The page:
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Speaking today, Lord Frost admitted there is still significant work to be done if the two sides are to agree a deadline in time for the EU summit on October 15. Although the UK’s chief negotiator insisted he was working hard for a deal, he also claimed an agreement is still far away. Despite the current deadlock over talks, Lord Frost insisted the UK would be ready to agree a deal if there is one ready by the end of the year.
Lord Frost told a Parliamentary Committee today: “I feel we’re some way from a deal at the moment, if I’m honest, but we are at least having a decent discussion of this, you know, what is possible and what isn’t possible.
“As we approach the 15th – and it is very close already – I will have to advise the Prime Minister on whether the conditions in his statement have been met or not.
“My job is just to work as hard as we can over the next two weeks to see if we can get an agreement in place by October 15.
“Both sides in the negotiations need to take that date fully into account when they’re planning the next two weeks.”
Lord Frost also claimed it will be difficult to agree the level of detail Brussels wants.
He also indicated there must be openness over state aid subsidies.
The UK’s chief negotiator also insisted Brussels was being overambitious on its desire for how a free trade agreement could work post-Brexit.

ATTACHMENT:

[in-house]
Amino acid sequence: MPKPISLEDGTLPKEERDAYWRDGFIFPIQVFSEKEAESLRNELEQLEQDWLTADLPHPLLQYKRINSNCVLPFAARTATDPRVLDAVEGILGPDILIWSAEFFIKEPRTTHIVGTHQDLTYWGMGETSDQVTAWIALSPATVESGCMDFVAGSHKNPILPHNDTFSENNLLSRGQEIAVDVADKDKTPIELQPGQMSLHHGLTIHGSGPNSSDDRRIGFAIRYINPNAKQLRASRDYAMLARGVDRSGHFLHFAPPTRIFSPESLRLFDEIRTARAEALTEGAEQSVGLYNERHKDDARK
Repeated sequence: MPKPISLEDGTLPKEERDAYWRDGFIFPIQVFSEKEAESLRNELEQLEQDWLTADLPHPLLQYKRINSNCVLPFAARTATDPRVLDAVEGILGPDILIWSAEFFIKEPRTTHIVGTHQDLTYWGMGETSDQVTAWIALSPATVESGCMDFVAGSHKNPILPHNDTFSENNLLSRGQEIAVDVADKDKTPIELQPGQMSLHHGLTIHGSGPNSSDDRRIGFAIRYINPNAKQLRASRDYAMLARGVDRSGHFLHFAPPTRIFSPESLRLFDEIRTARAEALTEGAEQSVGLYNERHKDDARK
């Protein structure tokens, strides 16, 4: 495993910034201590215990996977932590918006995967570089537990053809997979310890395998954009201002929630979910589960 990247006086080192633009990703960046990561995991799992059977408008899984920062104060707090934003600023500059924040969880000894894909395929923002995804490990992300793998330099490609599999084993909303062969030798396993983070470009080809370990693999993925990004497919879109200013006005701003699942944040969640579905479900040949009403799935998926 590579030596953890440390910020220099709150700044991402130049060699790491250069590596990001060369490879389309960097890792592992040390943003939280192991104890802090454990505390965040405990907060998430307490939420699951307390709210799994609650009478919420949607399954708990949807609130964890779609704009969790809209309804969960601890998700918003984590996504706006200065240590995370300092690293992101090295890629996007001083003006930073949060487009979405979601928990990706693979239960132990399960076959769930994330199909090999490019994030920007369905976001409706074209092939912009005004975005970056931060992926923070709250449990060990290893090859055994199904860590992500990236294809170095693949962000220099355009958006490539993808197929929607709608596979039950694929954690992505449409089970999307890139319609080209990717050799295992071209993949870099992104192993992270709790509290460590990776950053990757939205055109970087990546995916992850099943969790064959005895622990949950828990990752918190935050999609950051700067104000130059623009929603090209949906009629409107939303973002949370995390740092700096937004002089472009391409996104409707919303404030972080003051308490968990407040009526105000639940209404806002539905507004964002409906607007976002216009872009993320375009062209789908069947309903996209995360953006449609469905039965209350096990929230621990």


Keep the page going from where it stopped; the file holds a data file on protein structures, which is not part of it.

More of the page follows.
He added: “In many areas the landing zone and the nature of the agreements is pretty clear, if not exactly pinned down yet.
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“What needs to happen between now and then is that we need to make progress, primarily in the areas where there are big gaps.”
Cabinet Office Minister, Michael Gove, also admitted today, the UK is stepping up its no deal planning.
Although the Government wants a deal to be agreed, Mr Gove insisted the UK would not be held hostage over negotiations.
He said: “Negotiations are proceeding in a way which gives us cause for steady optimism.
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“No one would be happier than me if we could conclude an agreement, but we have an absolute obligation to ensure that the country is ready in the event that we don’t.”
State aid has remained one of the key areas of divergence between the two sides.
Brussels wants the UK to follow a similar state aid structure used on the continent.
This would stop the UK from giving companies more attractive support pay-outs, thus enticing them to settle in Britain as opposed to the EU.
EU officials arrived in London today for further talks which are set to run until Friday.
Further negotiations will be held next week ahead of the EU summit.
While British officials want a deal by October 15, Brussels has left the end of the month open for an agreement to be signed.
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